Friends and philanthropists, Teri Graf-Pulvino and Ken Pulvino knew of a non-profit in San Francisco called New Door Ventures, a community service organization that prepares youth for success in work and life through paid internships, case management, and skill building workshops. One of their businesses is Pedal Revolution which trains at-risk youths how to assemble new bikes and repair used bikes for sale. The Pulvinos generously purchased bikes for Todd, Bryce and I and then donated them back to the store for resale as a contribution. We could have never done the ride without their help.
It is very clear to me that I could not accomplish the tasks I set out to do in my life, the adventures, the stories that I write to share and communicate, without the help of my friends. Their support and belief in me pushes me along my life like a tailwind from behind. I need their strength, especially on a journey like the GDMBT, where there are serious hazards like grizzlies.
A few weeks ago, a park service employee and mountain bike racer, collided with a grizzly bear on a gravel road two miles from the entrance to Glacier National Park. Yep, he was going fast, but so do vehicles on a gravel road. He surprised the bear and he got mauled to death. It was a fluke, but it gave Todd and I pause.
The last time we hiked through Glacier National Park, we had a 3 and a 5 year old with us, but also the company of another adult and about seven llamas. The back country superintendent said that there had never been an incident in the park involving stock- horses or llamas. We used the llamas as a shield and a warning system. Campgrounds were closing around us because of bear activity and our llamas sensed bears and were at high alert. We felt safe.
When we cycled in Alaska, we had to yell as we rode through thick vegetation so we did not scare the grizzlies. The distance between two mountain bike riders was far enough apart to surprise a wandering bear. A bike racer around Anchorage got mauled and killed by a bear during a race and that was within the city limit.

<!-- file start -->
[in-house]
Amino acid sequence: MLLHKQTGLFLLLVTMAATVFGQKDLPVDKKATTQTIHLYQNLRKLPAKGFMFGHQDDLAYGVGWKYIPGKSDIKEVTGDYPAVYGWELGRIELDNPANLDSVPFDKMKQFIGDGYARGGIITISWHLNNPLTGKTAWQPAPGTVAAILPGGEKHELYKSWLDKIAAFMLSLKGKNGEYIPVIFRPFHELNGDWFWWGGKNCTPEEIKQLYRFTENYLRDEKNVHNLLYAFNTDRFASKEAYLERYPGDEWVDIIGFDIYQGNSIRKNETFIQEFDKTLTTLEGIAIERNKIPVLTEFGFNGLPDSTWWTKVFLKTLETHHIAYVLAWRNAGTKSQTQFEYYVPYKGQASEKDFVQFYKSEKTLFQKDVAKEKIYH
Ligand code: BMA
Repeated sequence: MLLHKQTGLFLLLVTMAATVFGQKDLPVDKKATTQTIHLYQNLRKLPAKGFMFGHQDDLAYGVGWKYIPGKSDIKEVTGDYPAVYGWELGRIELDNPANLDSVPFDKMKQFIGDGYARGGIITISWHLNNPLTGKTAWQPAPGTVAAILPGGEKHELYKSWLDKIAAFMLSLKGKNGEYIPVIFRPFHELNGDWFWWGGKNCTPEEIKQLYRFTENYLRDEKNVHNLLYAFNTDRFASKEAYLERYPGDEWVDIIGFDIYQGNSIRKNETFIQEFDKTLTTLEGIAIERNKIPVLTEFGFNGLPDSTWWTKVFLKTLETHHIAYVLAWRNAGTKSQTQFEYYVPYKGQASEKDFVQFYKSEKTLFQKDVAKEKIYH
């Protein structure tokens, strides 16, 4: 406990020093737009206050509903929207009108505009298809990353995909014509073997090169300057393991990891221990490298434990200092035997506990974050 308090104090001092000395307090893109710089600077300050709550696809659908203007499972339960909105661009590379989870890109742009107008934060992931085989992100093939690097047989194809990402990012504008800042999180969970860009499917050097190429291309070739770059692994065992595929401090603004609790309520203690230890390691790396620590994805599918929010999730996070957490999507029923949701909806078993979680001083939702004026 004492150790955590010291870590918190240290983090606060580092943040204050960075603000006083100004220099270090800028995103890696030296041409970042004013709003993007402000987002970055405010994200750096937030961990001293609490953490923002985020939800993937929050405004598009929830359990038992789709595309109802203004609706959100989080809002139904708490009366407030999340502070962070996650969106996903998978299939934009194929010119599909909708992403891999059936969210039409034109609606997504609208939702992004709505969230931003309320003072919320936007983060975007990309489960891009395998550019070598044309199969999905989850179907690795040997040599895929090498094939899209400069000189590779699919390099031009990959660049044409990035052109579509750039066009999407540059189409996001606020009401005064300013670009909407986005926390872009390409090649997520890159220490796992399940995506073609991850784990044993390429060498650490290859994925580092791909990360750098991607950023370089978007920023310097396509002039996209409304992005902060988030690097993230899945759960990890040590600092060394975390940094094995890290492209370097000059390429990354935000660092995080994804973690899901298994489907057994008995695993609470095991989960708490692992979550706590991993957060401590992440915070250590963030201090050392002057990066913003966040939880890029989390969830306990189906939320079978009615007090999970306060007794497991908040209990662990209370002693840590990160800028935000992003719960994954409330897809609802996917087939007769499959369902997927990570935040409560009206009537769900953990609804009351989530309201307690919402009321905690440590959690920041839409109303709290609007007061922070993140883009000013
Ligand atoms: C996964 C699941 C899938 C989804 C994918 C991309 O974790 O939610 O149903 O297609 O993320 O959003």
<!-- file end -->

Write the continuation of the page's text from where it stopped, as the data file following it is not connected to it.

That year we hiked through Glacier NP with the kids and llamas, a few of my friends bought silver bracelets for me to add to my collection and be represented on my wrist. The idea was to be there with me through the danger and jingle like a prayer.
This year, I really do not FEEL as though this mountain bike journey will result in a fatality. But we are thinking about Henry David Thoreau’s quote, “We should go forth on the shortest walk (ride), perchance, in the spirit of undying adventure, never to return.”
So the night before we leave for Alberta, I will take off some of my silver bracelets (as dirt collects under them and they give me a rash when I can’t wash them in the tub every night), but I WILL keep on those bracelets that my friends bought me, (about half of the 20) including the beautiful one from Tim Brick, to keep their spirit and their strength with me. “I will not let you fail.” Powerful words, spoken by a powerful person. The power of love and support. It can move mountains and it can push me up and over mountains on my bike, safely past grizzlies.
And just for good measure, we’ll roast up some pork in a bed of sauerkraut for good luck. Can’t hurt.